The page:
Members of what types of schemes must be offered an OMO?

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Pension at normal retirement age

As stated earlier the level of benefits that a member receives at normal retirement age depends on the following factors:

Scheme accrual rate

Pensionable service

Pensionable earnings.

The interaction of these factors will determine the level of pension payable at retirement.

Pension increases

As a pension may be paid for 25 years or more, especially if there is provision for it to continue to a surviving spouse, a scheme’s pension increases policy can therefore be crucial to establishing its quality. At current annuity rates for a man aged 65, a pension that is guaranteed to increase at 3% each year after retirement is worth around 40% more than a pension which does not increase at all.

Guaranteed minimum pension

Despite the diversity, 9 in every 10 scheme members who were contracted out of the State Earnings-Related Pension Scheme (SERPS) all have an extra protection in common. The guaranteed minimum pension (GMP) element of their total pension accrued from 6 April 1978 (when it was introduced) until 5 April 1997 is required by law to be fully protected ...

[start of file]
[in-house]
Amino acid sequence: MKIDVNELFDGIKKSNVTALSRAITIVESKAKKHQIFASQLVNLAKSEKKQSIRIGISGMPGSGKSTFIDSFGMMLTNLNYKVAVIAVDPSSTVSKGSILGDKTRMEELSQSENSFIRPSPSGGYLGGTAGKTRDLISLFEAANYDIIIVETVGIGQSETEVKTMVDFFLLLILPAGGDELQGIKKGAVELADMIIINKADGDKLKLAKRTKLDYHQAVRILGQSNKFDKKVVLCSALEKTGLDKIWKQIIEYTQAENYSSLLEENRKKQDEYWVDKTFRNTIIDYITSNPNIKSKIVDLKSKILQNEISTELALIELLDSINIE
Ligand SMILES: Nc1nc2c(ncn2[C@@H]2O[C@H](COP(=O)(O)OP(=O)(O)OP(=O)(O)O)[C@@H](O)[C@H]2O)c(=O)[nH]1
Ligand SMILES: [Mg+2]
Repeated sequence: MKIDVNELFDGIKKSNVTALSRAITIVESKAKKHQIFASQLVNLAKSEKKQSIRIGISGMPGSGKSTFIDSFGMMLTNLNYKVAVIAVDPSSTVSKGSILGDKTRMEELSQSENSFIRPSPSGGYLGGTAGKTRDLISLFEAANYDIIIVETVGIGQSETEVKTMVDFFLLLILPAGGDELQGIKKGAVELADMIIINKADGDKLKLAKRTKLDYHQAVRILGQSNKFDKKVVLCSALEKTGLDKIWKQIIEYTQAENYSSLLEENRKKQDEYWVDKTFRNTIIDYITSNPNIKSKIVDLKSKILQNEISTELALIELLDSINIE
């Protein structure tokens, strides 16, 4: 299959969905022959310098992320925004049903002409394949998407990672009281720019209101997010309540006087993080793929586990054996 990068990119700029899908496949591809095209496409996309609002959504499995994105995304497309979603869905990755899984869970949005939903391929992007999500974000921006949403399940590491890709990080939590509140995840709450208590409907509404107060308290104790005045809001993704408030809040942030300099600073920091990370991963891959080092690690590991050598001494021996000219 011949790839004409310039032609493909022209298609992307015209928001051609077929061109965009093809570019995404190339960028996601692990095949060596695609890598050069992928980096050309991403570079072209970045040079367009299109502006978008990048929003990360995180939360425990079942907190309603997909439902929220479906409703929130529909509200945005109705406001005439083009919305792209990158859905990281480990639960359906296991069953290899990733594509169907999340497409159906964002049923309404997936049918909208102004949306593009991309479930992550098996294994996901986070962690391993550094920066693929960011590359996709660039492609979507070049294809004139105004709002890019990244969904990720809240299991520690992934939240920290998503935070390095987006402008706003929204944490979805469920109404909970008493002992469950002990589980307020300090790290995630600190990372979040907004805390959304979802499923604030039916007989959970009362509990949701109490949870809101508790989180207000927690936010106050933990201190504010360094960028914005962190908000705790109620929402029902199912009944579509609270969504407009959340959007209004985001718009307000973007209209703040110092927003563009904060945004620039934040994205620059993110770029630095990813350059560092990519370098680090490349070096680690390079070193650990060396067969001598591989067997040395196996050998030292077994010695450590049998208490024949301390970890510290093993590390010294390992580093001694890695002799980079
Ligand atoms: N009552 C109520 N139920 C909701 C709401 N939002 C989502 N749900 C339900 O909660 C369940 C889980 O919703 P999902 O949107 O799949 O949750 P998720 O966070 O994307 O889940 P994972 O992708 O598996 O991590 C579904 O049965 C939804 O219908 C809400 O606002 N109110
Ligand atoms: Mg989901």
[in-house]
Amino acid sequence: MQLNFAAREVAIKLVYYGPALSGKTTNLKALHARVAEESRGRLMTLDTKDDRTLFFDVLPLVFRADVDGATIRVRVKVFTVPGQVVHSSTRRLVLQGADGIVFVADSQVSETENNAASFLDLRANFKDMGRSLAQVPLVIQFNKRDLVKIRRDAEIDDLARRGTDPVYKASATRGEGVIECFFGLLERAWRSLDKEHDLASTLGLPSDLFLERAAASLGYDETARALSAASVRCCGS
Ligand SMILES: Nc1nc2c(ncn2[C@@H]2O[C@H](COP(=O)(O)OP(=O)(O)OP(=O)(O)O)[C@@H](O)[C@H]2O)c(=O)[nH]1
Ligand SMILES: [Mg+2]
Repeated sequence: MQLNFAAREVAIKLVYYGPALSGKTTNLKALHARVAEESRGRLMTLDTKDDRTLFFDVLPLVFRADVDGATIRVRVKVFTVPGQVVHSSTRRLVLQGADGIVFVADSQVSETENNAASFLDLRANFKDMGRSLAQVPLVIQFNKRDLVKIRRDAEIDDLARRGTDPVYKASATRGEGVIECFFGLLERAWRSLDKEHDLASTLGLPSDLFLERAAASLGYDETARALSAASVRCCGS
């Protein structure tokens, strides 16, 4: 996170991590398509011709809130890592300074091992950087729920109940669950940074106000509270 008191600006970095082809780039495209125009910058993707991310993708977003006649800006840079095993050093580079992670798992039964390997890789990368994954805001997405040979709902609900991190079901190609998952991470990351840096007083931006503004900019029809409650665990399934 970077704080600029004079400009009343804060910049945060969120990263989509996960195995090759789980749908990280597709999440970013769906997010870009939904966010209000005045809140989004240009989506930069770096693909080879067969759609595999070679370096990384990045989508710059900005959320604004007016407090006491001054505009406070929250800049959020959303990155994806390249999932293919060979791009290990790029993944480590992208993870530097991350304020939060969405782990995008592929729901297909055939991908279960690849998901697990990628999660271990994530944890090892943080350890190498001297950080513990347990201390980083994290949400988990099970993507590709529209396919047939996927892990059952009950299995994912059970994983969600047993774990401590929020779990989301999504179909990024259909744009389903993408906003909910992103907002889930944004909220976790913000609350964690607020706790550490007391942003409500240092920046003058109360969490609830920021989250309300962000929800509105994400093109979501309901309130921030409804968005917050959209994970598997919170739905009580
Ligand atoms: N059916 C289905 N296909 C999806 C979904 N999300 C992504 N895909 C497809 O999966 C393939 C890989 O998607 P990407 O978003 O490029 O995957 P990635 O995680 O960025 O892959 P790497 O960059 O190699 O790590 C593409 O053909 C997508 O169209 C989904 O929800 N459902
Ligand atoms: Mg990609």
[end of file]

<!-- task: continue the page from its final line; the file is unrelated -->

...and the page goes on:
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... 15:1 basis were common, although wide differences between schemes remain. Very few schemes moved to the HMRC 20:1 valuation assumption, if only because of the extra financial burden it would impose.

Where the maximum PCLS of 25% of the value of the pension benefits is taken, the formula is:

PCLS = [20 x pre-commutation pension x C]/[20 + (3 x C)]

where C is the commutation factor used by the scheme.

Early retirement

Scheme members who cease working for the employer may start to draw retirement benefits prior to the scheme’s normal retirement age.

Frequently if a defined benefit scheme allows voluntary early retirement, it will calculate the accumulated pension benefit to the date of early retirement and then decrease that amount using a discount rate such as 4% for each year that early retirement precedes normal retirement age. In some instances this rate will be more, some less. Voluntary early retirement will usually be restricted to the minimum pension age of 55.

On what basis do pensions escalate if they are accrued between 6 April 1997 and 5 April 2005?

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All registered pension schemes can pay up to 25% of the value of the benefits (subject to the lifetime allowance) as a pension commencement lump sum (PCLS) when the payment of benefits commences.

From 6 April 2011 there are three differen...